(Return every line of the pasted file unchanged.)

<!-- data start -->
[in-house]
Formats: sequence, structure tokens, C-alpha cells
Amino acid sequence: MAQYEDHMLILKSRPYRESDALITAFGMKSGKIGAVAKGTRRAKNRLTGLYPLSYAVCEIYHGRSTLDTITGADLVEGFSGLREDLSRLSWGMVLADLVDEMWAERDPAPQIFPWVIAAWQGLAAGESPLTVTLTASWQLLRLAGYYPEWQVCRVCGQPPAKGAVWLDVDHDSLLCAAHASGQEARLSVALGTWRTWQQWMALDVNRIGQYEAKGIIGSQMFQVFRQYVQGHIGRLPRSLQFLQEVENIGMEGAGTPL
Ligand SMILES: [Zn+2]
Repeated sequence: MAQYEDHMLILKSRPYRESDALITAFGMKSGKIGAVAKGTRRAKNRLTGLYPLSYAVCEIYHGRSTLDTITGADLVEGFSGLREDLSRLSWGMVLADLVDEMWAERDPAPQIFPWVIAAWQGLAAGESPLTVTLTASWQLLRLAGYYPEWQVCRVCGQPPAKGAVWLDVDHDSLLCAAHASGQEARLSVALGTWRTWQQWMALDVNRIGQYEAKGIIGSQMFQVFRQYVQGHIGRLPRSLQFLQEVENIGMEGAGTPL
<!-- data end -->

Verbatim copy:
[in-house]
Formats: sequence, structure tokens, C-alpha cells
Amino acid sequence: MAQYEDHMLILKSRPYRESDALITAFGMKSGKIGAVAKGTRRAKNRLTGLYPLSYAVCEIYHGRSTLDTITGADLVEGFSGLREDLSRLSWGMVLADLVDEMWAERDPAPQIFPWVIAAWQGLAAGESPLTVTLTASWQLLRLAGYYPEWQVCRVCGQPPAKGAVWLDVDHDSLLCAAHASGQEARLSVALGTWRTWQQWMALDVNRIGQYEAKGIIGSQMFQVFRQYVQGHIGRLPRSLQFLQEVENIGMEGAGTPL
Ligand SMILES: [Zn+2]
Repeated sequence: MAQYEDHMLILKSRPYRESDALITAFGMKSGKIGAVAKGTRRAKNRLTGLYPLSYAVCEIYHGRSTLDTITGADLVEGFSGLREDLSRLSWGMVLADLVDEMWAERDPAPQIFPWVIAAWQGLAAGESPLTVTLTASWQLLRLAGYYPEWQVCRVCGQPPAKGAVWLDVDHDSLLCAAHASGQEARLSVALGTWRTWQQWMALDVNRIGQYEAKGIIGSQMFQVFRQYVQGHIGRLPRSLQFLQEVENIGMEGAGTPL